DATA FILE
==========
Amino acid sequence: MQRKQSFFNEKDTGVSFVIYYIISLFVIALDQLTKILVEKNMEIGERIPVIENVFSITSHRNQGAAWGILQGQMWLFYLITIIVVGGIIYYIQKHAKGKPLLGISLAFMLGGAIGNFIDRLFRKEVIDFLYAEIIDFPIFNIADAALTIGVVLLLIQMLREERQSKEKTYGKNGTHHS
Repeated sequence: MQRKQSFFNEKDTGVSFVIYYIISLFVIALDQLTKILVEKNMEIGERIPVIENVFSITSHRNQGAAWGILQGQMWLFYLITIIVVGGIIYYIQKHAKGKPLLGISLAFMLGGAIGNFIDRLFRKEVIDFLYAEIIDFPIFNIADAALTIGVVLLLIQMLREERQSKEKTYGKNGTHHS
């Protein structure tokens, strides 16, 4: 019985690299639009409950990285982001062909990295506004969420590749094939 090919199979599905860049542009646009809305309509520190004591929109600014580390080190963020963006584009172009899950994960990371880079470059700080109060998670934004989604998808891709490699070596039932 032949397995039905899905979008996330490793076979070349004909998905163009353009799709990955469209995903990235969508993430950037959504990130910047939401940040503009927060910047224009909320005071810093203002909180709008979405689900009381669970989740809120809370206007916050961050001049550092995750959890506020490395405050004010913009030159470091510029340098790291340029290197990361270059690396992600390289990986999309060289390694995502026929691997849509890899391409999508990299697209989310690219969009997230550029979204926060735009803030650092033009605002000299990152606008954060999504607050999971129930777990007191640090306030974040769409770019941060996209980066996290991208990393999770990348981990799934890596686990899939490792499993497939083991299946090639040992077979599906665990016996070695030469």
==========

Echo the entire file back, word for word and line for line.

Amino acid sequence: MQRKQSFFNEKDTGVSFVIYYIISLFVIALDQLTKILVEKNMEIGERIPVIENVFSITSHRNQGAAWGILQGQMWLFYLITIIVVGGIIYYIQKHAKGKPLLGISLAFMLGGAIGNFIDRLFRKEVIDFLYAEIIDFPIFNIADAALTIGVVLLLIQMLREERQSKEKTYGKNGTHHS
Repeated sequence: MQRKQSFFNEKDTGVSFVIYYIISLFVIALDQLTKILVEKNMEIGERIPVIENVFSITSHRNQGAAWGILQGQMWLFYLITIIVVGGIIYYIQKHAKGKPLLGISLAFMLGGAIGNFIDRLFRKEVIDFLYAEIIDFPIFNIADAALTIGVVLLLIQMLREERQSKEKTYGKNGTHHS
């Protein structure tokens, strides 16, 4: 019985690299639009409950990285982001062909990295506004969420590749094939 090919199979599905860049542009646009809305309509520190004591929109600014580390080190963020963006584009172009899950994960990371880079470059700080109060998670934004989604998808891709490699070596039932 032949397995039905899905979008996330490793076979070349004909998905163009353009799709990955469209995903990235969508993430950037959504990130910047939401940040503009927060910047224009909320005071810093203002909180709008979405689900009381669970989740809120809370206007916050961050001049550092995750959890506020490395405050004010913009030159470091510029340098790291340029290197990361270059690396992600390289990986999309060289390694995502026929691997849509890899391409999508990299697209989310690219969009997230550029979204926060735009803030650092033009605002000299990152606008954060999504607050999971129930777990007191640090306030974040769409770019941060996209980066996290991208990393999770990348981990799934890596686990899939490792499993497939083991299946090639040992077979599906665990016996070695030469």